I found a picture of the new Lake Chelan ferry taken during sea trials.
It was loaded down with about 8000 lbs. of sandbags, which was to simulate 32 passengers and a ton of cargo. It did the required 20 knots, but I thought it should have been able to do better. It still could.
The pair of 200 hp. outboards were still new and weren’t pushed exceed 4000 rpm. The props had not been experimented with.
There was substantial water sloshing around in the bilges. The roll and tip bottom paint application was never tipped. The surface was like sandpaper. The owner can wet-sand the hulls. And finally, there were a few divots below the waterline that could be filled next haul-out.
Ten years ago, most visqueen used to be of fairly high quality and it wasn’t hard to walk into home depot and walk out with a roll of plastic good enough for bagging. But at some point cheap, porous, recycled visqueen took over the market, which is fine for most uses but ridiculously bad for vacuum. Good polyethylene sheeting will be somewhat transparent, and smooth texture. I recently ordered a roll of Xpose Safety 4.5 mil through amazon, and it was inexpensive, and excellent. i bagged 7′ x 18′ curved foam roof panels on a 3cfm vac pump and got a nice hard vacuum with not much attention to detail. https://www.amazon.com/gp/product/B07PBXHWFB/ref=ppx_od_dt_b_asin_title_s00?ie=UTF8&psc=1
The plotter is pretty much repaired. I just ran through two sets of hull plots for a 65 catamaran. That used up the roll of paper. I will be able to plot out big full size plots again. One catch, the new version of the CADD program always prints the over length plots in twice real size, clearly not acceptable. Tech could never fix that so I must revert to older version to plot accurately. Old version will only run in 15 minute trial version. It stays interesting
The future caught up with me this autumn and I didn’t see it coming. 6 or 7 years ago I bought an amazing plotter. A Canon that could do a page in something like 20 seconds. It could do full size patterns and everything. No more repro copies of an original. It would be just in time printing. $5000 and supposed to be worth it. A couple of years ago it stopped working. After about a $1000 in repairs it was working again. Until it quit again and I was warned it would be another $1500 and that might not be enough. That was last year. People were slow to pay at the time, so I parked the plotter. For at least a couple of decades, I could send a dxf file to University Reprographics and they could plot it out at full size. An overseas job came up that needed that. It turns out that is not possible anymore. To plot AutoCAD, they would need their AutoCAD. With all of us having plotters, the repro shops had to cut costs. That meant no more AutoCAD at the repro shop. I tried every other repro shop in Seattle. Nobody plots AutoCAD anymore commercially. And even with mere PDFs, it was more than $500 for a hull plot. So I am getting my plotter fixed. Parts are on the way. I’ll part with the cash. As soon as repairs are done, I can do everyone’s full size pattern plots again.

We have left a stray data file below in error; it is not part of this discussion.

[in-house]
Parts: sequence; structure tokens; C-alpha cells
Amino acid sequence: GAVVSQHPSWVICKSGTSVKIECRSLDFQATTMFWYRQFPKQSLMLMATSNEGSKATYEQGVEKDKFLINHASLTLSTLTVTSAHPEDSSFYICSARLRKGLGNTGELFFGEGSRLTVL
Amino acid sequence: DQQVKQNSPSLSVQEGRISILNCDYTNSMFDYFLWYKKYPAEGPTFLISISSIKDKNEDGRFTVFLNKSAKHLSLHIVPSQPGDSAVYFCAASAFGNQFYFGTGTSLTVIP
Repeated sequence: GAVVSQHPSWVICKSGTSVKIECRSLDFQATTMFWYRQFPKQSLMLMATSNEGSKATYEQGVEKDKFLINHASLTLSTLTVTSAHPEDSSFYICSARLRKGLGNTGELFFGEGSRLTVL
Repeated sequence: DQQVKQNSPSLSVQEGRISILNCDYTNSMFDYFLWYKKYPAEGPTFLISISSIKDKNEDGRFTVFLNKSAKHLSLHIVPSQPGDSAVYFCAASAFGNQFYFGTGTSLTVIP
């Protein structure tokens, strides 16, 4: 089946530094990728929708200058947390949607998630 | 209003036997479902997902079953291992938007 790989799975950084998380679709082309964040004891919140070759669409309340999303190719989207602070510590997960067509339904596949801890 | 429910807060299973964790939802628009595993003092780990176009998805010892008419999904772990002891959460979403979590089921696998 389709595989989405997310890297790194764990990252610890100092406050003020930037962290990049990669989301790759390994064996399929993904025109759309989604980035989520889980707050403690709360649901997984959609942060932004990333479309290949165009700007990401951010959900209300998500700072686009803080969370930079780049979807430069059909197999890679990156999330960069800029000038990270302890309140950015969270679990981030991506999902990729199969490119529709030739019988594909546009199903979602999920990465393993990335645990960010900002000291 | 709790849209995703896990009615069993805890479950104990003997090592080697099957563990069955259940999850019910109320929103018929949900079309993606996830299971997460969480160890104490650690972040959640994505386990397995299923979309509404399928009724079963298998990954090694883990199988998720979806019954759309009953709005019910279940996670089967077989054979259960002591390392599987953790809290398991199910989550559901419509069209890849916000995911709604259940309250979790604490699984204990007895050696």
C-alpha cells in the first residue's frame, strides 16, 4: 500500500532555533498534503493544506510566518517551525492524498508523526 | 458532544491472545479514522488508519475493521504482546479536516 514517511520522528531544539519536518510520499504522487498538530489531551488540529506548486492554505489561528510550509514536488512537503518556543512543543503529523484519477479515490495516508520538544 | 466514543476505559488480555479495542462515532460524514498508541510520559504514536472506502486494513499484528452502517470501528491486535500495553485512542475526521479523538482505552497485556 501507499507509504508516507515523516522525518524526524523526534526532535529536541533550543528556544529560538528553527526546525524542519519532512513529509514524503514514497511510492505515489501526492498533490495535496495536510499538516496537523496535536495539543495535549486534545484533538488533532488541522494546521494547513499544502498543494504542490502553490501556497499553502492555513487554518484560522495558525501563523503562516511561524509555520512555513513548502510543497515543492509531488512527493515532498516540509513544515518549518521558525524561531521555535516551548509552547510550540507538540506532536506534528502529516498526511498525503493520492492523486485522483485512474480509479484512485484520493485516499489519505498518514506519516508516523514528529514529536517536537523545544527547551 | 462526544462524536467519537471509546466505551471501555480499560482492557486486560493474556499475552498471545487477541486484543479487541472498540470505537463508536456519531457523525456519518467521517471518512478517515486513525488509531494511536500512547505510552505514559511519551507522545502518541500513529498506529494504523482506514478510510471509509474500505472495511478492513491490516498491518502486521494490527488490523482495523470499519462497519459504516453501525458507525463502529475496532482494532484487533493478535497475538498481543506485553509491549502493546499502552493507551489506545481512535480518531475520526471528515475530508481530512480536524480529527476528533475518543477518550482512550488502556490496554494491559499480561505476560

I think that I have tried every kind of weatherstripping to seal door closures or wet hatches. This model, called Rubber seal, ribbed, seems to be the best I have ever tried. All are adhesive backed. The ribs allow one part to deflect, without distorting the whole seal like a square section would. The black one is 3/8″ thick, from Grainger. https://www.grainger.com/product/TRIM-LOK-INC-Rubber-Seal-10D149
The white one is at Home Depot. They don’t carry black. I think is 5/16″ thick.
Paul started with the KHSD 45 cruising cat plans, but wanted some changes. I did a composite bow tube design for him.
I don’t recall being told it would be forward cockpit. The helm is indoors, which is always good.
I recently had to review a chainplate on one of my COI cats and send a note to the USCG.
I see from the X-Ray report that the Aolani chainplates were not steel, but composite as I thought they were.
These composite plates are immune to corrosion, unlike metal ones.
I assume the builder used my layup schedule as I have sent earlier. I see no reason to doubt that.
They are easy for the builders to build in a huge safety factor.
Instead of being fastened onto a hull, these synergistically combine to both strengthen the hull and the chainplate.
Unlike the metal plates, these have some resiliency so make all the parts longer lived.
Any delta in the parts from the loads would show up immediately and early by cracks in the paint. Unlike metal plates which usually are not painted.
Attached find a picture of one of my other catamaran designs with composite chainplates. Note that he lifts his entire vessel with only the three chainplate locations.
I got to visit my 49′ daycharter cat in Fort Lauderdale . Always one of my favorites. Met captain Jason. Built mid 90’s by legendary builder, Andre Cocquyt as a composites class project. Students included IBEX presenter, Belle, Blanding. Still looks good and can be built remotely from assembly.